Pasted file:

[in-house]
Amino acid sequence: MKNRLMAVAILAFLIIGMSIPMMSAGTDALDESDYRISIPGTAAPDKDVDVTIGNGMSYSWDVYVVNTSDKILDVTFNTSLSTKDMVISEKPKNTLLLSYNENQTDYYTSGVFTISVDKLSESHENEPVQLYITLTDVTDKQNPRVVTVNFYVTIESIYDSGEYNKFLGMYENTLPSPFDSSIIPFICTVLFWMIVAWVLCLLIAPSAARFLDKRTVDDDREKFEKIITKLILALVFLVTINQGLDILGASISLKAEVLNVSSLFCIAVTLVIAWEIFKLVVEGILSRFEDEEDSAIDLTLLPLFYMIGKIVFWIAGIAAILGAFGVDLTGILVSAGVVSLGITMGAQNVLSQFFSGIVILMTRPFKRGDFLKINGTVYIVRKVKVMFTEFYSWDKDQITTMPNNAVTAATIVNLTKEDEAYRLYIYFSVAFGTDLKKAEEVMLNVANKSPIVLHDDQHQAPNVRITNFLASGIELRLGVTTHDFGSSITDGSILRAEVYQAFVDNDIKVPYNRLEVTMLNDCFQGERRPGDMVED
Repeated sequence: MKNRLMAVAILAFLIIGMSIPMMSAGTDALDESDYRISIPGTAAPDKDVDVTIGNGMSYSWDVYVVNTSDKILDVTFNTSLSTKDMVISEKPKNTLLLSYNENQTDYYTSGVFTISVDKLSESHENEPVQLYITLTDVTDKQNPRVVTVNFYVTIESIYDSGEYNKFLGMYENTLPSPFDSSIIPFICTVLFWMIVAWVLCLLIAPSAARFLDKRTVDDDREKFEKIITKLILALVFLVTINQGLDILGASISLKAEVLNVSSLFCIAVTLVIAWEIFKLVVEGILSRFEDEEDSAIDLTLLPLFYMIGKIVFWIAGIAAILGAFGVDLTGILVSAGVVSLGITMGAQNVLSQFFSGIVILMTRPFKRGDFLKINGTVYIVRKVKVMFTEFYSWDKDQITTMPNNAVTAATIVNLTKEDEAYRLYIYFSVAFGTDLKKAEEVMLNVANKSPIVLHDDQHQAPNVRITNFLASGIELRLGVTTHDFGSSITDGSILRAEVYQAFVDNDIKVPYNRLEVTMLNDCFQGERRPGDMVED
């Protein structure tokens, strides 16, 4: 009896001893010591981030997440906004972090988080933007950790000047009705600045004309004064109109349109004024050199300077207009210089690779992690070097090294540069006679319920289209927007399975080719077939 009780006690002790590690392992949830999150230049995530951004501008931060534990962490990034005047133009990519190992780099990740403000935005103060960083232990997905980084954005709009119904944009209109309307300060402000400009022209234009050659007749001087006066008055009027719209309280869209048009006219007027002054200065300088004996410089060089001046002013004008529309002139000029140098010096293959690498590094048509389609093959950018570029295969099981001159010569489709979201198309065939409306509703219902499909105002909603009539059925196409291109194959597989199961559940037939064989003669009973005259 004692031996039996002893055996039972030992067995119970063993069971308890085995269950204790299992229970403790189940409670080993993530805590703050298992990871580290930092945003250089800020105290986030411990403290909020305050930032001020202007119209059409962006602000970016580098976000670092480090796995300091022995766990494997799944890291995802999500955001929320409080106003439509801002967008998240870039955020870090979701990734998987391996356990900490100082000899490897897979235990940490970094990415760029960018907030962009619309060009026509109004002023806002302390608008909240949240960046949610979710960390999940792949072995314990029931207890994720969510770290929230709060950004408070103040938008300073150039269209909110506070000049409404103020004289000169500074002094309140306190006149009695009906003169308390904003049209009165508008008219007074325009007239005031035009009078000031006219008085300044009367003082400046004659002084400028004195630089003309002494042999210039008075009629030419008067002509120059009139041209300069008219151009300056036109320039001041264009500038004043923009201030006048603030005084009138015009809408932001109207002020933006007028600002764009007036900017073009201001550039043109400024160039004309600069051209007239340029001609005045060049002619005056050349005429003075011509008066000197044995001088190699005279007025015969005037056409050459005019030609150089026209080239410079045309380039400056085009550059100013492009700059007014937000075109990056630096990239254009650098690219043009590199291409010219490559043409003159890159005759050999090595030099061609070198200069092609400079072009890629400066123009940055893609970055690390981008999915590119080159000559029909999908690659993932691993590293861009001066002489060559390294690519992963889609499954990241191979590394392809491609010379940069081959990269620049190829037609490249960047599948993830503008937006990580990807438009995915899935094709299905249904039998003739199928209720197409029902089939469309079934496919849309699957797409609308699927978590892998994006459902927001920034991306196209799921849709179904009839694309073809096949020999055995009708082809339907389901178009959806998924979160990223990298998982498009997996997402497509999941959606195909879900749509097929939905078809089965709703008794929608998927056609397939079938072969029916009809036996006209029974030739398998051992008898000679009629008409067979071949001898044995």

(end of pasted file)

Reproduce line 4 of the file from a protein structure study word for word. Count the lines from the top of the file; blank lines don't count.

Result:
């Protein structure tokens, strides 16, 4: 009896001893010591981030997440906004972090988080933007950790000047009705600045004309004064109109349109004024050199300077207009210089690779992690070097090294540069006679319920289209927007399975080719077939 009780006690002790590690392992949830999150230049995530951004501008931060534990962490990034005047133009990519190992780099990740403000935005103060960083232990997905980084954005709009119904944009209109309307300060402000400009022209234009050659007749001087006066008055009027719209309280869209048009006219007027002054200065300088004996410089060089001046002013004008529309002139000029140098010096293959690498590094048509389609093959950018570029295969099981001159010569489709979201198309065939409306509703219902499909105002909603009539059925196409291109194959597989199961559940037939064989003669009973005259 004692031996039996002893055996039972030992067995119970063993069971308890085995269950204790299992229970403790189940409670080993993530805590703050298992990871580290930092945003250089800020105290986030411990403290909020305050930032001020202007119209059409962006602000970016580098976000670092480090796995300091022995766990494997799944890291995802999500955001929320409080106003439509801002967008998240870039955020870090979701990734998987391996356990900490100082000899490897897979235990940490970094990415760029960018907030962009619309060009026509109004002023806002302390608008909240949240960046949610979710960390999940792949072995314990029931207890994720969510770290929230709060950004408070103040938008300073150039269209909110506070000049409404103020004289000169500074002094309140306190006149009695009906003169308390904003049209009165508008008219007074325009007239005031035009009078000031006219008085300044009367003082400046004659002084400028004195630089003309002494042999210039008075009629030419008067002509120059009139041209300069008219151009300056036109320039001041264009500038004043923009201030006048603030005084009138015009809408932001109207002020933006007028600002764009007036900017073009201001550039043109400024160039004309600069051209007239340029001609005045060049002619005056050349005429003075011509008066000197044995001088190699005279007025015969005037056409050459005019030609150089026209080239410079045309380039400056085009550059100013492009700059007014937000075109990056630096990239254009650098690219043009590199291409010219490559043409003159890159005759050999090595030099061609070198200069092609400079072009890629400066123009940055893609970055690390981008999915590119080159000559029909999908690659993932691993590293861009001066002489060559390294690519992963889609499954990241191979590394392809491609010379940069081959990269620049190829037609490249960047599948993830503008937006990580990807438009995915899935094709299905249904039998003739199928209720197409029902089939469309079934496919849309699957797409609308699927978590892998994006459902927001920034991306196209799921849709179904009839694309073809096949020999055995009708082809339907389901178009959806998924979160990223990298998982498009997996997402497509999941959606195909879900749509097929939905078809089965709703008794929608998927056609397939079938072969029916009809036996006209029974030739398998051992008898000679009629008409067979071949001898044995």